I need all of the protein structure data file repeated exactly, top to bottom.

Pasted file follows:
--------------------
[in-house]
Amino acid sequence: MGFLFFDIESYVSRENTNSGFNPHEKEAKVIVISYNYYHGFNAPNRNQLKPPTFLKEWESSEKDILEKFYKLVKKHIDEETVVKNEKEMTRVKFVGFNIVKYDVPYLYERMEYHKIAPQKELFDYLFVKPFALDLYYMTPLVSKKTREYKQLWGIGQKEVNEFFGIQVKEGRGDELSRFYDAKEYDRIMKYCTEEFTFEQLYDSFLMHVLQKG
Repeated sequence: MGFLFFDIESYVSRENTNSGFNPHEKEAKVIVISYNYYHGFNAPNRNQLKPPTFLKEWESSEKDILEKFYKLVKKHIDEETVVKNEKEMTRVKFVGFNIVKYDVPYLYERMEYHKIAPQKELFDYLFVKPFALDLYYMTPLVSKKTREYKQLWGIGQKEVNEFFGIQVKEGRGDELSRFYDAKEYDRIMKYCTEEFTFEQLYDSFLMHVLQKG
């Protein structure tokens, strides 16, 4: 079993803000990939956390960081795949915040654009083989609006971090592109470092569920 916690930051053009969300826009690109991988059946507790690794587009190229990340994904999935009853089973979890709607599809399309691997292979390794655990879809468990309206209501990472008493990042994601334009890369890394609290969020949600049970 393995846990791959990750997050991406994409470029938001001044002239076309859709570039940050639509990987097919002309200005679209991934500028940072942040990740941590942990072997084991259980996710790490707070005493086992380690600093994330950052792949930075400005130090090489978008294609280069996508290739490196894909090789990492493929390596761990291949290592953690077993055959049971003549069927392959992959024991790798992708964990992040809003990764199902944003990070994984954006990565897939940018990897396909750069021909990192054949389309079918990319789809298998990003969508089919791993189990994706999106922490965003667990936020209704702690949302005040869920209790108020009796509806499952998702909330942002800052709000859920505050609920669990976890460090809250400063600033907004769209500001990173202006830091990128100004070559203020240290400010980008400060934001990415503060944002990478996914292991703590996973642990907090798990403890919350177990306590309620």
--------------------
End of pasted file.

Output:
[in-house]
Amino acid sequence: MGFLFFDIESYVSRENTNSGFNPHEKEAKVIVISYNYYHGFNAPNRNQLKPPTFLKEWESSEKDILEKFYKLVKKHIDEETVVKNEKEMTRVKFVGFNIVKYDVPYLYERMEYHKIAPQKELFDYLFVKPFALDLYYMTPLVSKKTREYKQLWGIGQKEVNEFFGIQVKEGRGDELSRFYDAKEYDRIMKYCTEEFTFEQLYDSFLMHVLQKG
Repeated sequence: MGFLFFDIESYVSRENTNSGFNPHEKEAKVIVISYNYYHGFNAPNRNQLKPPTFLKEWESSEKDILEKFYKLVKKHIDEETVVKNEKEMTRVKFVGFNIVKYDVPYLYERMEYHKIAPQKELFDYLFVKPFALDLYYMTPLVSKKTREYKQLWGIGQKEVNEFFGIQVKEGRGDELSRFYDAKEYDRIMKYCTEEFTFEQLYDSFLMHVLQKG
């Protein structure tokens, strides 16, 4: 079993803000990939956390960081795949915040654009083989609006971090592109470092569920 916690930051053009969300826009690109991988059946507790690794587009190229990340994904999935009853089973979890709607599809399309691997292979390794655990879809468990309206209501990472008493990042994601334009890369890394609290969020949600049970 393995846990791959990750997050991406994409470029938001001044002239076309859709570039940050639509990987097919002309200005679209991934500028940072942040990740941590942990072997084991259980996710790490707070005493086992380690600093994330950052792949930075400005130090090489978008294609280069996508290739490196894909090789990492493929390596761990291949290592953690077993055959049971003549069927392959992959024991790798992708964990992040809003990764199902944003990070994984954006990565897939940018990897396909750069021909990192054949389309079918990319789809298998990003969508089919791993189990994706999106922490965003667990936020209704702690949302005040869920209790108020009796509806499952998702909330942002800052709000859920505050609920669990976890460090809250400063600033907004769209500001990173202006830091990128100004070559203020240290400010980008400060934001990415503060944002990478996914292991703590996973642990907090798990403890919350177990306590309620």